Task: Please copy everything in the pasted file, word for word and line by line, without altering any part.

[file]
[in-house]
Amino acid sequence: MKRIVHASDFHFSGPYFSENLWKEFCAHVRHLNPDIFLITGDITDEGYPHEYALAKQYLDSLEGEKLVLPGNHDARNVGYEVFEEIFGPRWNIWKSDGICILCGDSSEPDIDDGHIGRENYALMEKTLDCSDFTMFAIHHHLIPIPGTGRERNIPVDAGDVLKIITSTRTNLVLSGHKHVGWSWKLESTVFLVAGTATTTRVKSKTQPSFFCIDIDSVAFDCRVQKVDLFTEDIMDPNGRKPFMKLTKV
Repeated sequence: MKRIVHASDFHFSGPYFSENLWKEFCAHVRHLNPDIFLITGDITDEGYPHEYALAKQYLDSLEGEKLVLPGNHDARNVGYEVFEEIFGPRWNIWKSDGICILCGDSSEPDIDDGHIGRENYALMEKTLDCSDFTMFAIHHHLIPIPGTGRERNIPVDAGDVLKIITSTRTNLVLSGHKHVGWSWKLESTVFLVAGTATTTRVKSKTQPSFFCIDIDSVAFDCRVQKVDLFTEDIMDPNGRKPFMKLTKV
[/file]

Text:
[in-house]
Amino acid sequence: MKRIVHASDFHFSGPYFSENLWKEFCAHVRHLNPDIFLITGDITDEGYPHEYALAKQYLDSLEGEKLVLPGNHDARNVGYEVFEEIFGPRWNIWKSDGICILCGDSSEPDIDDGHIGRENYALMEKTLDCSDFTMFAIHHHLIPIPGTGRERNIPVDAGDVLKIITSTRTNLVLSGHKHVGWSWKLESTVFLVAGTATTTRVKSKTQPSFFCIDIDSVAFDCRVQKVDLFTEDIMDPNGRKPFMKLTKV
Repeated sequence: MKRIVHASDFHFSGPYFSENLWKEFCAHVRHLNPDIFLITGDITDEGYPHEYALAKQYLDSLEGEKLVLPGNHDARNVGYEVFEEIFGPRWNIWKSDGICILCGDSSEPDIDDGHIGRENYALMEKTLDCSDFTMFAIHHHLIPIPGTGRERNIPVDAGDVLKIITSTRTNLVLSGHKHVGWSWKLESTVFLVAGTATTTRVKSKTQPSFFCIDIDSVAFDCRVQKVDLFTEDIMDPNGRKPFMKLTKV